Ross Bailey founded Appear Here in 2013 to give the UK’s empty stores a new lease of life. Now he is looking to repeat the trick overseas.
After launching pop-up space booking platform Appear Here in 2013 aged just 20, Ross Bailey secured a $7.5m (£4.9m) investment from one of Europe’s biggest venture capital firms, Balderton Capital, last November. He talks to Drapers about how he plans to use the funding, his career so far and what makes a successful pop-up store.
How does Appear Here work?
Retailers, brands or individuals looking for selling space go onto the Appear Here website and search in a similar way they would use other sites to search for a hotel room. If users don’t know where they want to be there are also destination guides to inspire and educate people about an area. The average user then applies for four to five spaces, including details on when they want to ‘appear’ and ‘disappear’ as well as a bit about the concept.
Appear Here then sends the request to the landlord and if the landlord agrees with the idea, we send back an offer and price for the space, with Appear Here taking a commission. Users sign and pay online on a monthly basis.
How much investment does it require?
It can be anything from £50 to £5,000 a day, depending on where and when. Retailers also need to bear in mind business rates and utility charges, although these are all included in the Appear Here pricing. How to take payments, the time to set up, how to get people there and how to keep the buzz going also need to be seen as additional costs.
How do you plan to use the investment from Balderton Capital?
Ultimately, the money will go towards hiring great people, strengthening technology and expanding internationally. We want to launch in a further two international cities this year [Appear Here is currently only available in the UK]. One will be in Europe. We have also hired former H&M head of merchandising Andreas Thors as head of operations, who will ensure we are growing our commercial teams and processes as we grow the business. This time last year we had a team of five; this has already grown to 25 and will be doubling again this year to increase roles in the marketing, communications, concierge and technology teams. In terms of technology, we want to make the online experience a more seamless one for landlords, as well as building smart tools for the front end to personalise the service and suggest suitable locations for the retailer.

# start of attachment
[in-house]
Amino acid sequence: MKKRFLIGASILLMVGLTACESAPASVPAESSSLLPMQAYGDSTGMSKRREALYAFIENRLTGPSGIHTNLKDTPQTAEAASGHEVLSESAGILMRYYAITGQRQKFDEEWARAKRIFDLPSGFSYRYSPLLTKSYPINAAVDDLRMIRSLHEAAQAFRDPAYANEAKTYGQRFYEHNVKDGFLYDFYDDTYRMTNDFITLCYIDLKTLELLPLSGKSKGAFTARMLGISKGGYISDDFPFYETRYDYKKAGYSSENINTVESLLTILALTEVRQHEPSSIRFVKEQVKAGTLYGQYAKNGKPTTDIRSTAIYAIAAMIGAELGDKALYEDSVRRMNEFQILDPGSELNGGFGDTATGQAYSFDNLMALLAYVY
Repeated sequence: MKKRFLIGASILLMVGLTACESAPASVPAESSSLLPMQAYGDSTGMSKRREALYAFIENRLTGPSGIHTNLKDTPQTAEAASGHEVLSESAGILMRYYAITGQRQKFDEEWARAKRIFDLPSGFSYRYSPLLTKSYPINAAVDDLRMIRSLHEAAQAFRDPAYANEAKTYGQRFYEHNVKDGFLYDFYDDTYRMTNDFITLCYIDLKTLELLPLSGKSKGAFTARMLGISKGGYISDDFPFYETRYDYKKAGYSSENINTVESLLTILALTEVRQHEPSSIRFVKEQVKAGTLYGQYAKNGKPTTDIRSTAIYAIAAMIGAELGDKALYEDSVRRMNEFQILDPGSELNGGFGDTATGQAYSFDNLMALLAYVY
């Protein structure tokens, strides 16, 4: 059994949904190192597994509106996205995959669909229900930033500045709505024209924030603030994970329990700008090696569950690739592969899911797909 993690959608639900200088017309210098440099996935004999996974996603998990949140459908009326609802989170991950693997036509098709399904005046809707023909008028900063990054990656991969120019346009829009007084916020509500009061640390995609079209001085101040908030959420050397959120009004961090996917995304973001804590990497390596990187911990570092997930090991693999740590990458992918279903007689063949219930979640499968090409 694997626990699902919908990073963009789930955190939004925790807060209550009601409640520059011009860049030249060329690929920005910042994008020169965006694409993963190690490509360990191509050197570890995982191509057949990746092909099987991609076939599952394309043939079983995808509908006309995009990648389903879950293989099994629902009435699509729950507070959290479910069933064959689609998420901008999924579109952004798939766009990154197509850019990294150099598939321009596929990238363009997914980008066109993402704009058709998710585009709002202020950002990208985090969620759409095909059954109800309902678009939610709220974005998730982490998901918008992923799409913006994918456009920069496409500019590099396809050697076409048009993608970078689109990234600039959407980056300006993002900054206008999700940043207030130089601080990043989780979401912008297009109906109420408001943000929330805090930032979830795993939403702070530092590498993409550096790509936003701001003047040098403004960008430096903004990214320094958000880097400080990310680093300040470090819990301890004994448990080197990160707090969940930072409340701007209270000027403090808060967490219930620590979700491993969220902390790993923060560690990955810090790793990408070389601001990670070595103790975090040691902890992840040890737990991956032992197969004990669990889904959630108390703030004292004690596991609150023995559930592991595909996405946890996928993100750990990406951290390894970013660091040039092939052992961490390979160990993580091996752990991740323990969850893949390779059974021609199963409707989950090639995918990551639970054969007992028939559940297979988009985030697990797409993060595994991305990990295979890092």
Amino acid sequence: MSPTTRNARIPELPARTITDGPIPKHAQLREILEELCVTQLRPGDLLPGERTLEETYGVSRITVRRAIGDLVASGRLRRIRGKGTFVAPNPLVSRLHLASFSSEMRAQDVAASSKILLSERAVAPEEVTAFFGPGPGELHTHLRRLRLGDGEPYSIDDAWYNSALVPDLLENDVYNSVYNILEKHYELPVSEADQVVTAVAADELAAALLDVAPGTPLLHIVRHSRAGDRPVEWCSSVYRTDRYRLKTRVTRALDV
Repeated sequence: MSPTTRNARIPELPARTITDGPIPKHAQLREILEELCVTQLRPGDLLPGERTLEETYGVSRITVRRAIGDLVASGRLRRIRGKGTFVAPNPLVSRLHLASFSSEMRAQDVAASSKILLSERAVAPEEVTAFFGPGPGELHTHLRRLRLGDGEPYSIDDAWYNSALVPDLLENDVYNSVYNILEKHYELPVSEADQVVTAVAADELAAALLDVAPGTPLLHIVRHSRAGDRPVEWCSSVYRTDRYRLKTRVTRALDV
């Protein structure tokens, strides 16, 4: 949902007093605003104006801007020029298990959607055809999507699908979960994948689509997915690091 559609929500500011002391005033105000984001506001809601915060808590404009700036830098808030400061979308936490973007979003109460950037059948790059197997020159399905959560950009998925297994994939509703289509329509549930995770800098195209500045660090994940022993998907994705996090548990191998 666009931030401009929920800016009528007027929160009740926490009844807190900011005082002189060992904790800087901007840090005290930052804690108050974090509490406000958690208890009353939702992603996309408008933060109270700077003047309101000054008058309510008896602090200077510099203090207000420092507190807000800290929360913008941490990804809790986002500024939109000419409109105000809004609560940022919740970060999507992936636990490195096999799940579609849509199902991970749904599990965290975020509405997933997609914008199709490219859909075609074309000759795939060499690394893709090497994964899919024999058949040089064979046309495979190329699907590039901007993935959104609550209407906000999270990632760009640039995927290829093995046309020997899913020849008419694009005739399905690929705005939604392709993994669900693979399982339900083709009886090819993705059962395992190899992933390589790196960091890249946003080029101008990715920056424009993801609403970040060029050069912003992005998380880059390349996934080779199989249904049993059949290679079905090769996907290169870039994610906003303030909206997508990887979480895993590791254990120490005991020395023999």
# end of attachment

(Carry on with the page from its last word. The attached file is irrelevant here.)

Talking of buzz, how do you attract people to a pop-up?
It’s about creating something that will stop people in their tracks. Make people know you have arrived and give them a reason to come back. Some of the most successful stores have been those that attach themselves to a moment in time - when Jamie Oliver opened a pop-up during London Cocktail Week last October for example. Create an amazing experience in store so people not only want the product but you are giving them a souvenir of that moment. Give customers a story to tell and they will share it along with your brand.
Are there any types of fashion stores that have worked particularly well?
Womenswear brand Finery had an amazing interactive storefront pre-launch of the brand on Greek Street for one week [starting January 19, 2015]. It worked so well because it was innovative and really stood out in the crowded streets of Soho. Bag brand Eastpak also had a cool pop-up on Commercial Street in Shoreditch from November to December 2014, combining a store and digital experience alongside an in-store coffee shop.
Which streets have proved the most successful so far?
South Molton Street [in London] is incredible and Redchurch Street in Shoreditch always performs. Stores on King’s Road in Chelsea have less footfall but a far higher spend per customer. In Shoreditch less money is spent in store but the halo-effect of having a pop-up means online basket sizes increase.
Is this just a business model for a tough economy?
Absolutely not. Look at the larger retailers and they are closing more stores than ever before. Look at the smaller guys (many of them originating as innovative etailers) and their store opening rate is increasing. The difference is the models [terms and lengths of letting] they are using. Building a model for the future will be about allowing retailers to make an impact in an area and stay in that area until people get bored - and then allowing them to move on without the ties of a long-term lease. As online becomes more important, the use of the store will change but it will not disappear.
Lastly, what skills does it take to become a successful entrepreneur?
Ha, I’m not sure I’d describe myself as that just yet! However, what I would say to anyone starting out is don’t take no for an answer. When I first met with landlords, I had 40 to 50 meetings and not a single landlord agreed to list on Appear Here with a price. We had to convince landlords to be upfront and transparent and that was challenging. But if I had taken the “no” I heard at the start as gospel, I would never be where I am today.